1. Ted K

        Fair enough. I’m not eager to quarrel on that, and I don’t doubt that you and Whalen are way ahead of the curve on this. But I would say on my limited knowledge on it, a ratings downgrade would still be a noteworthy event. Although maybe the market has already priced it in?? I don’t know. I also think that most people think of Metlife as an insurance company and although it might be a small piece of the overall business there, many investors might not be aware that Home Loan Servicing is part of their business.

        Anyway I can assure you my intentions were good.

  3. jbmoore

    Yes, American trade policy is dumb or worse. Chinese bullying using trade makes them look bad and heavy handed. But compared to the US, Britain, and Europe, are they any worse, or did they learn economic warfare from us? If they are as good with economic warfare as they were with psychological warfare and diplomacy during the Korean War, then the Japanese trawler/rare earths incident is just the opening salvo of a very long and intricate trade war for keeps.

    1. alex

      “But compared to the US, Britain, and Europe, are they any worse …”

      Would you care to cite some examples of how the US, Britain, and Europe are as bad? Preferably examples from within the lifetimes of most readers (and no I’m not that young).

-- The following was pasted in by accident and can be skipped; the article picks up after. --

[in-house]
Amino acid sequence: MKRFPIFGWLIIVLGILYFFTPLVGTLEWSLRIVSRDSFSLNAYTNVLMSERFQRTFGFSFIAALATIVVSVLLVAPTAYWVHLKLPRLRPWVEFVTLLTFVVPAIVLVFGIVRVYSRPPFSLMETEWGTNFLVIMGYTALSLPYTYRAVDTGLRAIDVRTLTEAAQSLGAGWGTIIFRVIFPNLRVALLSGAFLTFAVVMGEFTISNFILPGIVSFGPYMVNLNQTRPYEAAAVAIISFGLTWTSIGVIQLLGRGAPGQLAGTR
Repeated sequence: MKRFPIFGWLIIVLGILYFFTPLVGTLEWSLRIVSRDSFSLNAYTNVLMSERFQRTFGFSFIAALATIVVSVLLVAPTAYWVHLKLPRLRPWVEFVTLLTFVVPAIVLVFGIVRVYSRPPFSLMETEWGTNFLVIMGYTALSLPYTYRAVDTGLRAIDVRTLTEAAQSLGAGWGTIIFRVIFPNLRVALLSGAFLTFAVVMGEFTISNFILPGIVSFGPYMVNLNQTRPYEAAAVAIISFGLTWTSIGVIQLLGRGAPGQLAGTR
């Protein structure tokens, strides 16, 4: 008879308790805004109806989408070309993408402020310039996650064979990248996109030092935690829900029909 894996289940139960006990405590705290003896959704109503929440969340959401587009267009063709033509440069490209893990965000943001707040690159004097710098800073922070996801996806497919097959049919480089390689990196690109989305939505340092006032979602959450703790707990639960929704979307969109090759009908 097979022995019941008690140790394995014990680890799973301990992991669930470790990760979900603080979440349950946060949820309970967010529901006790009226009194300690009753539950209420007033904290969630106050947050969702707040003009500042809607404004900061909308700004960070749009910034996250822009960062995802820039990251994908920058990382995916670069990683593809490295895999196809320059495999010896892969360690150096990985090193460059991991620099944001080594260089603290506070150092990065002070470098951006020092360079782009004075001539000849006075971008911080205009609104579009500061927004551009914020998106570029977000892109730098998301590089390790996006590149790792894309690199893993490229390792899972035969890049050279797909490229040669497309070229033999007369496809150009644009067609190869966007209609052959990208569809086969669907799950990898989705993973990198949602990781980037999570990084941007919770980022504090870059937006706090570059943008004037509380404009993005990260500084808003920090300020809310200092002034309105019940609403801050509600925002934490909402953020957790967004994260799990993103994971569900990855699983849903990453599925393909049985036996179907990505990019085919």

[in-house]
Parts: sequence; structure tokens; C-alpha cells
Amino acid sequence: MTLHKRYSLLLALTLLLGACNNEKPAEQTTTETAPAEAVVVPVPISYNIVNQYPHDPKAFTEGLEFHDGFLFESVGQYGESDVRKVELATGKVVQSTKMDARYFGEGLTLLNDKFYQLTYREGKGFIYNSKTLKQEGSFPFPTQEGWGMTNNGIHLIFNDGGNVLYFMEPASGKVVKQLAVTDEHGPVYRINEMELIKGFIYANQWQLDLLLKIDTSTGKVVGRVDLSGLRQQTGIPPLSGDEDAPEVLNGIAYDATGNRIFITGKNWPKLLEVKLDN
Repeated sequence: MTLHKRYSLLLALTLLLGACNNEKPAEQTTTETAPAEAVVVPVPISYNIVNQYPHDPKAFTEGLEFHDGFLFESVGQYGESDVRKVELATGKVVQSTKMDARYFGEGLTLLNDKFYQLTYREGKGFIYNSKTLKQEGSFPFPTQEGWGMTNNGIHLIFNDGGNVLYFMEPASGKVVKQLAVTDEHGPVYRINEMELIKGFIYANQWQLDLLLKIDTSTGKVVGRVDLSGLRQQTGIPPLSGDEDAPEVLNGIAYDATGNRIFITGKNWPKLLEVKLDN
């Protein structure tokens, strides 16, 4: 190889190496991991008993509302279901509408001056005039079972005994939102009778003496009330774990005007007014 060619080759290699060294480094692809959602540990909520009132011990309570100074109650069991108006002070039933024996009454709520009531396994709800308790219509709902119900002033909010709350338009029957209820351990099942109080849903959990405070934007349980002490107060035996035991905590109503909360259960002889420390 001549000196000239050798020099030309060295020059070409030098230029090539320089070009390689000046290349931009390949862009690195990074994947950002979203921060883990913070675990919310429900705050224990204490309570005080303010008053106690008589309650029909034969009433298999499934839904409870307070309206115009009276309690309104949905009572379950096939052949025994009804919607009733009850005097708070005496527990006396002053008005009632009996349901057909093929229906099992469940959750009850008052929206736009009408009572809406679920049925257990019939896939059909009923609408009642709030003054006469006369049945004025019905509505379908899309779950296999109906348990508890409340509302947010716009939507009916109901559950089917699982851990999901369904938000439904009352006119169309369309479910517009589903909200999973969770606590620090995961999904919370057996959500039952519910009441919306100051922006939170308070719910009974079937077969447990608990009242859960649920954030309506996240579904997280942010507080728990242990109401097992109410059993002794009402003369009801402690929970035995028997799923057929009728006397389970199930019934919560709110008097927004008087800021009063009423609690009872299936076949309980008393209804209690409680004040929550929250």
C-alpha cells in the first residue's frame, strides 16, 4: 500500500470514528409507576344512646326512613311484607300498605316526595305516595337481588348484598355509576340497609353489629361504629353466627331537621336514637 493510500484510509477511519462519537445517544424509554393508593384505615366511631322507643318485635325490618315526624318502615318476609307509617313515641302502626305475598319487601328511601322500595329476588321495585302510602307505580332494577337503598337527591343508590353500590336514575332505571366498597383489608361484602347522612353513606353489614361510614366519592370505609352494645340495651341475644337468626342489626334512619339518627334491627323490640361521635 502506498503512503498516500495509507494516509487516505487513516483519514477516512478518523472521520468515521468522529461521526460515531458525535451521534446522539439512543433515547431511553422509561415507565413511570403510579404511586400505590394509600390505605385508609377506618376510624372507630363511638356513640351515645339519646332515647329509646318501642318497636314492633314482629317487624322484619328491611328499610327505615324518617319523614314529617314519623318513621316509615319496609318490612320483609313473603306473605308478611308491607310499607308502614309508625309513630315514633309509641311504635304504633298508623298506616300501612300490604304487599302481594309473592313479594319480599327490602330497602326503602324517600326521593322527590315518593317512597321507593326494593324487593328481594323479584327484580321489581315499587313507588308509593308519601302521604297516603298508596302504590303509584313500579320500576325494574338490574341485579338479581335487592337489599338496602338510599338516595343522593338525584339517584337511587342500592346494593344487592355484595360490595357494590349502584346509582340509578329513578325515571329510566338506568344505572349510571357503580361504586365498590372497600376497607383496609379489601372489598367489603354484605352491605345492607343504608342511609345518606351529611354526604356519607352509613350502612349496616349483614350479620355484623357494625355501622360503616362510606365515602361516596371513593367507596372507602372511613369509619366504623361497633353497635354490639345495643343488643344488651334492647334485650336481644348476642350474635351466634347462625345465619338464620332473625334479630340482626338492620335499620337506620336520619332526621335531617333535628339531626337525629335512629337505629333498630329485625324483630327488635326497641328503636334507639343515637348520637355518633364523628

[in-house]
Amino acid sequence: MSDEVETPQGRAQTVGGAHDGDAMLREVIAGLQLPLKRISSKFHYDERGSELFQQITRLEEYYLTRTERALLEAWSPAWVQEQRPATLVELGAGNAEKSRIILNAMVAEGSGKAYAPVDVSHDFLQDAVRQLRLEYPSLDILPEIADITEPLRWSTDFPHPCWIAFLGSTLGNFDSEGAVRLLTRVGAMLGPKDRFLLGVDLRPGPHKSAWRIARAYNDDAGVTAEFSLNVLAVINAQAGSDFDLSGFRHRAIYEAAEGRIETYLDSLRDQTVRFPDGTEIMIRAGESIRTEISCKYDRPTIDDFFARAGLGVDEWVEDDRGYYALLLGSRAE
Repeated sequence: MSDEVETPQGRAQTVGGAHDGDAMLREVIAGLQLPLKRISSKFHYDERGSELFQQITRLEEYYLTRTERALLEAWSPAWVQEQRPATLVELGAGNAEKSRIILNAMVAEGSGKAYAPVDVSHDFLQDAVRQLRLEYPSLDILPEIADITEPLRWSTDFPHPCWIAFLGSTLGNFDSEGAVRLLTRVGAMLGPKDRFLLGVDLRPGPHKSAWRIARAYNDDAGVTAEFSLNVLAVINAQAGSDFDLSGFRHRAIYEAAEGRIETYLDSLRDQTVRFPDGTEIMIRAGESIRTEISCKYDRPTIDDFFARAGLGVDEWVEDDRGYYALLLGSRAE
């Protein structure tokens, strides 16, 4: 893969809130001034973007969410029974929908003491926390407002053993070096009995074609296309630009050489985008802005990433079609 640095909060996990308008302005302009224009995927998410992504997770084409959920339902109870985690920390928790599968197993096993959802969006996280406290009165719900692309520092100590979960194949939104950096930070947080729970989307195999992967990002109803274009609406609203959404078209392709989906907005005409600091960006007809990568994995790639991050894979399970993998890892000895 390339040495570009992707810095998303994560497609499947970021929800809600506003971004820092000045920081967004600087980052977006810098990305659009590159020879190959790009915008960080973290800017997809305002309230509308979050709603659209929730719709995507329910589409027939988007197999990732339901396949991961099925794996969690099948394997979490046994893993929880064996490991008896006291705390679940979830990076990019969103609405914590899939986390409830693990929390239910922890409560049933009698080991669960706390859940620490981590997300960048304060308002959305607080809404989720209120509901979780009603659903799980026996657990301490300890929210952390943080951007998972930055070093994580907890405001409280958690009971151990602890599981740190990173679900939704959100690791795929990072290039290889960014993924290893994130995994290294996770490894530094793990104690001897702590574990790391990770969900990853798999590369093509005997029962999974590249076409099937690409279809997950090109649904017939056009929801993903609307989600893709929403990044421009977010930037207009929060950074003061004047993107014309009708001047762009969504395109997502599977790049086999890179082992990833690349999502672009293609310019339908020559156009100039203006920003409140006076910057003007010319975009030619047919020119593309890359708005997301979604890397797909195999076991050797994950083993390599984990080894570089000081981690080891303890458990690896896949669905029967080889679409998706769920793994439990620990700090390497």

4. mp

    Guru Chand wrote:

    “intellectual property is also a commodity”

    Do you mean intellectual property like aerial refueling technology?

    Do you work for the Chinese trade ministry?

  5. Swedish Lex

    Despite Krugman’s criticism of U.S. outsorcing of production and, apparently, also mining, his column remains very U.S.-centric.

    China is simly pursuing its own interests which are reflected in its foreign policy actions, like them or not. No surprises there. If Krugman truly believes that the U.S. somehow could claim the world-leader-and-not-a-global-bully-moral-high-ground vs. China, he should at least understand that that view is not necessarily widely shared outside the U.S..

    1. Koshem Bos

      China, like North Korea and Russia, are bully states. Remember the speed with which the Russians imposed an oil pipeline embargo on former East Bloc countries. It is Chamberlain-like to describe China as tending to its interest. We are talking about tiny dispute over very little.